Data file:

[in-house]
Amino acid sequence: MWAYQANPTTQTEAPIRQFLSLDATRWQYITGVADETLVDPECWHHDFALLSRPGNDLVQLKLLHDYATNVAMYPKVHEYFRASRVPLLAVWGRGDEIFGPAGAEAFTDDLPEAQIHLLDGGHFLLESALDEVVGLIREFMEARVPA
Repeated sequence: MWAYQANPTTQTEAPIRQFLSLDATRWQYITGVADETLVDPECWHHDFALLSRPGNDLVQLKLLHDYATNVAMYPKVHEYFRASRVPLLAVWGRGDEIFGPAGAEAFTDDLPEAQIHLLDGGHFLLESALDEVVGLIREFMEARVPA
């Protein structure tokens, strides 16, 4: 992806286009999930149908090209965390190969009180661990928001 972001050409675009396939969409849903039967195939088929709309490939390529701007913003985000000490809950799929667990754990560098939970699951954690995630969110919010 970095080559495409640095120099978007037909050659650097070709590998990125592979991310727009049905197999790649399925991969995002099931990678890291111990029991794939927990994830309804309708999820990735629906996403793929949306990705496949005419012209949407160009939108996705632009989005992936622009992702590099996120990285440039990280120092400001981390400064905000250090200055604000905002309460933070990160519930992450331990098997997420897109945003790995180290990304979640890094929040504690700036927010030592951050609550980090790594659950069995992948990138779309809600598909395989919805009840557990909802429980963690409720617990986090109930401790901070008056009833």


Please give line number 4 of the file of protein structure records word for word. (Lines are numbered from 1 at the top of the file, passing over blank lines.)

């Protein structure tokens, strides 16, 4: 992806286009999930149908090209965390190969009180661990928001 972001050409675009396939969409849903039967195939088929709309490939390529701007913003985000000490809950799929667990754990560098939970699951954690995630969110919010 970095080559495409640095120099978007037909050659650097070709590998990125592979991310727009049905197999790649399925991969995002099931990678890291111990029991794939927990994830309804309708999820990735629906996403793929949306990705496949005419012209949407160009939108996705632009989005992936622009992702590099996120990285440039990280120092400001981390400064905000250090200055604000905002309460933070990160519930992450331990098997997420897109945003790995180290990304979640890094929040504690700036927010030592951050609550980090790594659950069995992948990138779309809600598909395989919805009840557990909802429980963690409720617990986090109930401790901070008056009833």